Sadly, barren trees and the return of ski reports signify another racing season has come to an end. Nobody can complain that 2012 was not an interesting year. Sebastian Vettel and Red Bull won both F1 titles for the third consecutive year. Roger Penske won his first NASCAR Sprint Cup title. Dale Earnhardt Jr. ended his four year winless streak then stepped out of the car in the middle of the chase to deal with concussion issues. IndyCar struggled for relevance while annoying their remaining fans by firing Randy Bernard. Formula 1 returned to the US for the first time since 2007.
Some races were outstanding: the inaugural US Grand Prix at the Circuit of The Americas exceeded all expectations. Some races lacked excitement: IndyCar street races and both NASCAR races at Bristol and Martinsville. At times off track issues, namely NASCAR’s continual attendance and TV ratings declines, trumped the racing. Nobody lacked material for a good story.
But the year is officially over so in the spirit of the season, here are my season end awards
Race of the year
Kimi Räikkönen- Abu Dhabi Grand Prix.
As the YouTube videos show, Kimi was in complete control. Glad to see Kimi overcame his introverted personality to clearly express his thoughts and desires during the race and post-race interviews. Winning is all about great communication. It was Kimi’s first win since he returned to F1 after his Ferrari imposed vacation
Celebration of the year
Brad Keselowski- NASCAR Homestead
You got to love a driver that promotes his sponsor like Brad did after he secured the NASCAR Sprint cup championship. To all those people complaining about Brad’s excessive celebration, lighten up! He did nothing wrong! He is 28 years old, accomplished a lifelong goal what only a handful of people have accomplished, and didn’t break any laws. Was he drunk? Of course he was! That is what made it so much fun!! But he showed good judgment. At any time during the party did you ever see him drive? Nope! Not even a golf cart. Celebrating is not a crime, drunk driving is!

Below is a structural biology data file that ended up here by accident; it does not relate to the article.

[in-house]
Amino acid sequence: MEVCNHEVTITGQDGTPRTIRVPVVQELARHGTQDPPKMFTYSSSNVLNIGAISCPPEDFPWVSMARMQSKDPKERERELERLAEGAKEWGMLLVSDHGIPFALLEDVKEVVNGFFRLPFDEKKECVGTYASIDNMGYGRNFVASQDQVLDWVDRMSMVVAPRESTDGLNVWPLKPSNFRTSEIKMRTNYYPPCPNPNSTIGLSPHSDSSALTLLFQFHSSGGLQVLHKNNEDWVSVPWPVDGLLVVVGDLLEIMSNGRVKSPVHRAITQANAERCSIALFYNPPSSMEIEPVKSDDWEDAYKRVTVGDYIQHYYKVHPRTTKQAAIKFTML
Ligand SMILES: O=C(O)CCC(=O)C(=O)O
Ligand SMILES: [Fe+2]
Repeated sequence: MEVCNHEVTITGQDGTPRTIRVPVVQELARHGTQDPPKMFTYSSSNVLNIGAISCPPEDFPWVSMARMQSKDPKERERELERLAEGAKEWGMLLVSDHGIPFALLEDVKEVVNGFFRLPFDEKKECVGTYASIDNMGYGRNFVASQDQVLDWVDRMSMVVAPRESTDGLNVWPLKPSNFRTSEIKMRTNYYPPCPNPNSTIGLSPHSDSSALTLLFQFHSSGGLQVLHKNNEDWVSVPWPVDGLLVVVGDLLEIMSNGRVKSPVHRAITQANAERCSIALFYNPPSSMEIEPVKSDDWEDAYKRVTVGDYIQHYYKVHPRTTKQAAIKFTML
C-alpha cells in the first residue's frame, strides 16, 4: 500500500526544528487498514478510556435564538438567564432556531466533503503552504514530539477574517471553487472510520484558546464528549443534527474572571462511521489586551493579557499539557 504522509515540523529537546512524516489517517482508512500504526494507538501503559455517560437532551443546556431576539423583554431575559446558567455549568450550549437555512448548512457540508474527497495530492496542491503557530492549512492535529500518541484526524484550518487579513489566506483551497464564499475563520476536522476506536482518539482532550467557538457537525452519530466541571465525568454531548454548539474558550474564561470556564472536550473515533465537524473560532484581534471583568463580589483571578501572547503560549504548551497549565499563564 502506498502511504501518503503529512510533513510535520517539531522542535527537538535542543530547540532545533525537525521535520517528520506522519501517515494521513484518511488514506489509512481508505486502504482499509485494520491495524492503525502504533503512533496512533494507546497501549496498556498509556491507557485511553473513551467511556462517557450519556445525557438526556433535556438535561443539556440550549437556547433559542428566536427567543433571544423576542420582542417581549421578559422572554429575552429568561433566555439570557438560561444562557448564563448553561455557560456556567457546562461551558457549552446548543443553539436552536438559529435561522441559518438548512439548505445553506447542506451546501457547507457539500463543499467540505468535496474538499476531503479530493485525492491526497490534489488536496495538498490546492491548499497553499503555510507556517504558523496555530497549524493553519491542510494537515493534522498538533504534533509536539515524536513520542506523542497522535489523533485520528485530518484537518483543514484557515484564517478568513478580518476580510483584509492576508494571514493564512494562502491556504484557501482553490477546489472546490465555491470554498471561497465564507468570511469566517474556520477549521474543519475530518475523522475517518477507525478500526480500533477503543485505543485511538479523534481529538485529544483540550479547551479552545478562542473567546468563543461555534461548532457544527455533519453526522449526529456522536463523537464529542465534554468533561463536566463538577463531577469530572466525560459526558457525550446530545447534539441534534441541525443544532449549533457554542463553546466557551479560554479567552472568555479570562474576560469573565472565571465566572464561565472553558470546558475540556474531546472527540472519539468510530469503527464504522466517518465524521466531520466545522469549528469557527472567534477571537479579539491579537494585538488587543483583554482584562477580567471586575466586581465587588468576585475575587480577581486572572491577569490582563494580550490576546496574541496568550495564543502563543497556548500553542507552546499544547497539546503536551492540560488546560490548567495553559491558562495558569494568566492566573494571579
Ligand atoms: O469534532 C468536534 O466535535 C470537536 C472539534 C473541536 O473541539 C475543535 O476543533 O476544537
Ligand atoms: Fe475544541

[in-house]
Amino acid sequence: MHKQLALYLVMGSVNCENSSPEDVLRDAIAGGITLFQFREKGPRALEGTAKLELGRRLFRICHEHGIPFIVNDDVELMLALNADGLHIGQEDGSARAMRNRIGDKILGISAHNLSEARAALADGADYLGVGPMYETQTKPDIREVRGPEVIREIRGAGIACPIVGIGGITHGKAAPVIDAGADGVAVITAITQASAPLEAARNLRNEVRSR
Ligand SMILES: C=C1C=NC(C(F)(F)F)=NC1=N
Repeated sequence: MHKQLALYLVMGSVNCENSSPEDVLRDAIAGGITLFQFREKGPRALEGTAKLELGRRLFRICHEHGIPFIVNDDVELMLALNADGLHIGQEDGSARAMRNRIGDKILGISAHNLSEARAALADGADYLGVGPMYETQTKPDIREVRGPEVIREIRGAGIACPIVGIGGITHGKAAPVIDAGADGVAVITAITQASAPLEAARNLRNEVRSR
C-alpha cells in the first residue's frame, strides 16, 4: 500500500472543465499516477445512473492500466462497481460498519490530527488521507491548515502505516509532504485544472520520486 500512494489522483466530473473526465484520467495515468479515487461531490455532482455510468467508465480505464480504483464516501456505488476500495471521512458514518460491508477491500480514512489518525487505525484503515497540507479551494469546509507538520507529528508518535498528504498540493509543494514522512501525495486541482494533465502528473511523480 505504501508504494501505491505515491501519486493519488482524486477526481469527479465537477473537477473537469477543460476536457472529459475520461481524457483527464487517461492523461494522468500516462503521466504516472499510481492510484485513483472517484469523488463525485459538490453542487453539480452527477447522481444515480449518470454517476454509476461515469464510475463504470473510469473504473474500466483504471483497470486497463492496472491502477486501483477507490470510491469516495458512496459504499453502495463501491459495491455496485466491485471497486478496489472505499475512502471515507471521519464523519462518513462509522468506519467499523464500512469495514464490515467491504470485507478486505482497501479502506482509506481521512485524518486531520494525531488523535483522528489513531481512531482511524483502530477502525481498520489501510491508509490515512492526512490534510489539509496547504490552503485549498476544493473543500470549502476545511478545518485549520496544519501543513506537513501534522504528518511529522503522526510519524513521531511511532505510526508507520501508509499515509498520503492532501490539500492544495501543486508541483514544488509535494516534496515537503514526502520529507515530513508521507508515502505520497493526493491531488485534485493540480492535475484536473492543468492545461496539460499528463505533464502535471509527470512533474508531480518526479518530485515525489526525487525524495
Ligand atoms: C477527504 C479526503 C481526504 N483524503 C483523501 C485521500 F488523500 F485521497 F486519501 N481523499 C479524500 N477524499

Kimi Räikkönen at Abu Dhabi
The look on Kimi’s face when he drank the Rosewater on the Abu Dhabi podium was priceless. I can only imagine what thoughts ran through his head when he realized that he won a race in a country that prohibits alcoholic beverages.
Driver of the year
No driver extracted more performance out of their car than Ferrari’s Fernando Alonso. Experts and journalists all agreed that this year’s Ferrari was a bad car and the fact that Fernando remained in contention for the world driving title into the last race is a testament to his driving ability.
Team of the year
Red Bull F1
With apologies to Roger Penske, congratulations on winning your first NASCAR Sprint cup title, I still point to Red Bull F1 as the team of the year. Red Bull has evolved from F1’s “party team” to arguably the most feared team on the Formula 1 grid. Amazing how much fear a balding technophobe named Adrian Newey instills in the opposition. How much reward money would a team pay for Adrian’s sketch pad? Not only is Red Bull winning, three constructors titles in a row is a feat, but in many cases they are dominating their more storied and better financed McLaren and Ferrari competitors.
Disaster of the year
If the IndyCar board could sell what they were drinking when they fired Randy Bernard, IndyCar’s money woes would disappear overnight. Randy inherited a series that outside of the Indy 500, was so far off the radar that it needed JPL to communicate with fans and sponsors. Last year, IndyCar lost its biggest draw, Danica Patrick, a lucrative race date in China to a beer festival, and was forced to run on second-rate tracks and street courses as major promoters shied away from the series. Loud rumors persist that title sponsor Izod will not renew their contract when it expires after 2014. Yet, with all those challenges, Randy Bernard was able to stem the losses and returned IndyCar to break even status.
And for that he was fired.
While I agree a CEO must be accountable, a leader needs more that couple of years to fix a mess of this magnitude. How long did Tony George get? Sucks not to be family when dealing with IndyCar.
Now, I doubt any reputable leader will accept the challenge of righting the IndyCar ship. Why accept the headaches knowing you are a political pawn in a family struggle.
One thought: If IndyCar goes bust, what happens to the Indy 500? Can it stand alone without a championship series? Fans might soon find out.
Randy, you are better off.
Well that is it for now. As always, I am ready to defend my awards!!